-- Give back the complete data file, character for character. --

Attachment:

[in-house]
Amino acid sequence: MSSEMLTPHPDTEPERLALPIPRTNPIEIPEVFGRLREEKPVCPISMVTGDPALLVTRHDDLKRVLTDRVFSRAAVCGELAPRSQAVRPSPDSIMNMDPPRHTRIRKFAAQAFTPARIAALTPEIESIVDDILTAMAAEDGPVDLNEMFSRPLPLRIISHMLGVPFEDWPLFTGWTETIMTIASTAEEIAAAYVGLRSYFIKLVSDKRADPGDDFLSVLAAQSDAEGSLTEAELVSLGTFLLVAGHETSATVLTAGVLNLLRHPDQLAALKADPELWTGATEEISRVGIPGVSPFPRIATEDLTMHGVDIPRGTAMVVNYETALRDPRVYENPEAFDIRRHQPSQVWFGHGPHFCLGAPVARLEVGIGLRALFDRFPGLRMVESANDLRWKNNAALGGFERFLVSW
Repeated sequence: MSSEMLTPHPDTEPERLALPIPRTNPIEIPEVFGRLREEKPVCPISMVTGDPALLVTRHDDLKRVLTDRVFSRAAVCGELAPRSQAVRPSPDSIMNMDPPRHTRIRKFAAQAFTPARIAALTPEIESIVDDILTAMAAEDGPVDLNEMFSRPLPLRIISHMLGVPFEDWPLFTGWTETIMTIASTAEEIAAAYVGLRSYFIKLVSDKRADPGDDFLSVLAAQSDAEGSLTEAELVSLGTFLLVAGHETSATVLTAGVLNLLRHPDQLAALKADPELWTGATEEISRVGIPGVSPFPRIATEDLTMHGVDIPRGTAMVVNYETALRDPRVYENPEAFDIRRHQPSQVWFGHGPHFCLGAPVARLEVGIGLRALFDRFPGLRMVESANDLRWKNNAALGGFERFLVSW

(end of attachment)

[in-house]
Amino acid sequence: MSSEMLTPHPDTEPERLALPIPRTNPIEIPEVFGRLREEKPVCPISMVTGDPALLVTRHDDLKRVLTDRVFSRAAVCGELAPRSQAVRPSPDSIMNMDPPRHTRIRKFAAQAFTPARIAALTPEIESIVDDILTAMAAEDGPVDLNEMFSRPLPLRIISHMLGVPFEDWPLFTGWTETIMTIASTAEEIAAAYVGLRSYFIKLVSDKRADPGDDFLSVLAAQSDAEGSLTEAELVSLGTFLLVAGHETSATVLTAGVLNLLRHPDQLAALKADPELWTGATEEISRVGIPGVSPFPRIATEDLTMHGVDIPRGTAMVVNYETALRDPRVYENPEAFDIRRHQPSQVWFGHGPHFCLGAPVARLEVGIGLRALFDRFPGLRMVESANDLRWKNNAALGGFERFLVSW
Repeated sequence: MSSEMLTPHPDTEPERLALPIPRTNPIEIPEVFGRLREEKPVCPISMVTGDPALLVTRHDDLKRVLTDRVFSRAAVCGELAPRSQAVRPSPDSIMNMDPPRHTRIRKFAAQAFTPARIAALTPEIESIVDDILTAMAAEDGPVDLNEMFSRPLPLRIISHMLGVPFEDWPLFTGWTETIMTIASTAEEIAAAYVGLRSYFIKLVSDKRADPGDDFLSVLAAQSDAEGSLTEAELVSLGTFLLVAGHETSATVLTAGVLNLLRHPDQLAALKADPELWTGATEEISRVGIPGVSPFPRIATEDLTMHGVDIPRGTAMVVNYETALRDPRVYENPEAFDIRRHQPSQVWFGHGPHFCLGAPVARLEVGIGLRALFDRFPGLRMVESANDLRWKNNAALGGFERFLVSW